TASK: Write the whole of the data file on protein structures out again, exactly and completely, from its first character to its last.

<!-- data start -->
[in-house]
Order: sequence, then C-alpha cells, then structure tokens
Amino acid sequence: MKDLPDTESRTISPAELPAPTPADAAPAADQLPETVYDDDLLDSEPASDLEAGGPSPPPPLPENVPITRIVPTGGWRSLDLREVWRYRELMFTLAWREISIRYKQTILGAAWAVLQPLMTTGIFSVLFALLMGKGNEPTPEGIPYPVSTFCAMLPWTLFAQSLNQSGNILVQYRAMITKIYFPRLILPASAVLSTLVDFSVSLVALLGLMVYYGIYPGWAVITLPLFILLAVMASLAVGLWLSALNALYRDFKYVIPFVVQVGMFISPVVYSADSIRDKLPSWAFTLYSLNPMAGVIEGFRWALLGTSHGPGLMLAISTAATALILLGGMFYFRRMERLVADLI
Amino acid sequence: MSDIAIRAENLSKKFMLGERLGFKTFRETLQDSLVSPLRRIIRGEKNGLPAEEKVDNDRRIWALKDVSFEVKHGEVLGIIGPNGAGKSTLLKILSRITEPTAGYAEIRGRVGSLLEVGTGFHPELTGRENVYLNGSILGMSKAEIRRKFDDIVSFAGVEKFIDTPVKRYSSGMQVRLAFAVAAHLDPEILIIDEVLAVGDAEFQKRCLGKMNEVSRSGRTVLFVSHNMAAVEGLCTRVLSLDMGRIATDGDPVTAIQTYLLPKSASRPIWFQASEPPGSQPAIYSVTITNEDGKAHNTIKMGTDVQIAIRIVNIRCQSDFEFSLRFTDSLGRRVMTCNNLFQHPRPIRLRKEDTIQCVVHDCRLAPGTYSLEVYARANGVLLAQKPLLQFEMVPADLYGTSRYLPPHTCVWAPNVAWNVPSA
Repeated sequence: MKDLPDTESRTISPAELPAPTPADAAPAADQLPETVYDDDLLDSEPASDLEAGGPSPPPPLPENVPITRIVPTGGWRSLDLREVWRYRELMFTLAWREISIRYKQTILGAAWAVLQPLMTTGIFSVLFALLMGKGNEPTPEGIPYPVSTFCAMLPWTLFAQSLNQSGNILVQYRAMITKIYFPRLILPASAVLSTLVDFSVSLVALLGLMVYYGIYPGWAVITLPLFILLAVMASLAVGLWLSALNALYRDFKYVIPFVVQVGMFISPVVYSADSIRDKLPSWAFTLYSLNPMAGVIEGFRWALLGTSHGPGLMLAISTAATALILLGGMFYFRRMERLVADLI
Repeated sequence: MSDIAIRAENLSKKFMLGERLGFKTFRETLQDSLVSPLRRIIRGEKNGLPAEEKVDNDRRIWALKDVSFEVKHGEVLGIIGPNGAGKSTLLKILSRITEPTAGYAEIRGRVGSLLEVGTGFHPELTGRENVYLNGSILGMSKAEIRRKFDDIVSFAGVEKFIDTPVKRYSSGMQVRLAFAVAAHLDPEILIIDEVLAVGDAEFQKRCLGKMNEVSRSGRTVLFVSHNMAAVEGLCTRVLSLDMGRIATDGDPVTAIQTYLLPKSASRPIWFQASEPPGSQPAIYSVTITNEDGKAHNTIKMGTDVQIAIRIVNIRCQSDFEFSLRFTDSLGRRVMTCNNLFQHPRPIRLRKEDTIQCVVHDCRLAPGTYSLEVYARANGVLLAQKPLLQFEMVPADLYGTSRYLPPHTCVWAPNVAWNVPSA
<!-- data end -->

[in-house]
Order: sequence, then C-alpha cells, then structure tokens
Amino acid sequence: MKDLPDTESRTISPAELPAPTPADAAPAADQLPETVYDDDLLDSEPASDLEAGGPSPPPPLPENVPITRIVPTGGWRSLDLREVWRYRELMFTLAWREISIRYKQTILGAAWAVLQPLMTTGIFSVLFALLMGKGNEPTPEGIPYPVSTFCAMLPWTLFAQSLNQSGNILVQYRAMITKIYFPRLILPASAVLSTLVDFSVSLVALLGLMVYYGIYPGWAVITLPLFILLAVMASLAVGLWLSALNALYRDFKYVIPFVVQVGMFISPVVYSADSIRDKLPSWAFTLYSLNPMAGVIEGFRWALLGTSHGPGLMLAISTAATALILLGGMFYFRRMERLVADLI
Amino acid sequence: MSDIAIRAENLSKKFMLGERLGFKTFRETLQDSLVSPLRRIIRGEKNGLPAEEKVDNDRRIWALKDVSFEVKHGEVLGIIGPNGAGKSTLLKILSRITEPTAGYAEIRGRVGSLLEVGTGFHPELTGRENVYLNGSILGMSKAEIRRKFDDIVSFAGVEKFIDTPVKRYSSGMQVRLAFAVAAHLDPEILIIDEVLAVGDAEFQKRCLGKMNEVSRSGRTVLFVSHNMAAVEGLCTRVLSLDMGRIATDGDPVTAIQTYLLPKSASRPIWFQASEPPGSQPAIYSVTITNEDGKAHNTIKMGTDVQIAIRIVNIRCQSDFEFSLRFTDSLGRRVMTCNNLFQHPRPIRLRKEDTIQCVVHDCRLAPGTYSLEVYARANGVLLAQKPLLQFEMVPADLYGTSRYLPPHTCVWAPNVAWNVPSA
Repeated sequence: MKDLPDTESRTISPAELPAPTPADAAPAADQLPETVYDDDLLDSEPASDLEAGGPSPPPPLPENVPITRIVPTGGWRSLDLREVWRYRELMFTLAWREISIRYKQTILGAAWAVLQPLMTTGIFSVLFALLMGKGNEPTPEGIPYPVSTFCAMLPWTLFAQSLNQSGNILVQYRAMITKIYFPRLILPASAVLSTLVDFSVSLVALLGLMVYYGIYPGWAVITLPLFILLAVMASLAVGLWLSALNALYRDFKYVIPFVVQVGMFISPVVYSADSIRDKLPSWAFTLYSLNPMAGVIEGFRWALLGTSHGPGLMLAISTAATALILLGGMFYFRRMERLVADLI
Repeated sequence: MSDIAIRAENLSKKFMLGERLGFKTFRETLQDSLVSPLRRIIRGEKNGLPAEEKVDNDRRIWALKDVSFEVKHGEVLGIIGPNGAGKSTLLKILSRITEPTAGYAEIRGRVGSLLEVGTGFHPELTGRENVYLNGSILGMSKAEIRRKFDDIVSFAGVEKFIDTPVKRYSSGMQVRLAFAVAAHLDPEILIIDEVLAVGDAEFQKRCLGKMNEVSRSGRTVLFVSHNMAAVEGLCTRVLSLDMGRIATDGDPVTAIQTYLLPKSASRPIWFQASEPPGSQPAIYSVTITNEDGKAHNTIKMGTDVQIAIRIVNIRCQSDFEFSLRFTDSLGRRVMTCNNLFQHPRPIRLRKEDTIQCVVHDCRLAPGTYSLEVYARANGVLLAQKPLLQFEMVPADLYGTSRYLPPHTCVWAPNVAWNVPSA